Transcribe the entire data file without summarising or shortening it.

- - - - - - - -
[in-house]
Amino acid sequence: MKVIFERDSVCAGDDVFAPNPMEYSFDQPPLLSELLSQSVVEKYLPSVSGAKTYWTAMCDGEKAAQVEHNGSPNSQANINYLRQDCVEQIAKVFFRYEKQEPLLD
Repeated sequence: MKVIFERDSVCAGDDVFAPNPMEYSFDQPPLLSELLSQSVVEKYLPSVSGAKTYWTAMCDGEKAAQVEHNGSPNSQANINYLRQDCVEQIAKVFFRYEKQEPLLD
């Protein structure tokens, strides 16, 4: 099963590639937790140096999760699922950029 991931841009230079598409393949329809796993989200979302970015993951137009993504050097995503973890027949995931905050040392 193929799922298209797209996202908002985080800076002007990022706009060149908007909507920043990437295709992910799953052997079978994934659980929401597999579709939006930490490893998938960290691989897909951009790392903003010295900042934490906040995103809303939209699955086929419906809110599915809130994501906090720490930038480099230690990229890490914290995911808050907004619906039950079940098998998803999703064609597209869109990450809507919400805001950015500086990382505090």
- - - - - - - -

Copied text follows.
[in-house]
Amino acid sequence: MKVIFERDSVCAGDDVFAPNPMEYSFDQPPLLSELLSQSVVEKYLPSVSGAKTYWTAMCDGEKAAQVEHNGSPNSQANINYLRQDCVEQIAKVFFRYEKQEPLLD
Repeated sequence: MKVIFERDSVCAGDDVFAPNPMEYSFDQPPLLSELLSQSVVEKYLPSVSGAKTYWTAMCDGEKAAQVEHNGSPNSQANINYLRQDCVEQIAKVFFRYEKQEPLLD
């Protein structure tokens, strides 16, 4: 099963590639937790140096999760699922950029 991931841009230079598409393949329809796993989200979302970015993951137009993504050097995503973890027949995931905050040392 193929799922298209797209996202908002985080800076002007990022706009060149908007909507920043990437295709992910799953052997079978994934659980929401597999579709939006930490490893998938960290691989897909951009790392903003010295900042934490906040995103809303939209699955086929419906809110599915809130994501906090720490930038480099230690990229890490914290995911808050907004619906039950079940098998998803999703064609597209869109990450809507919400805001950015500086990382505090």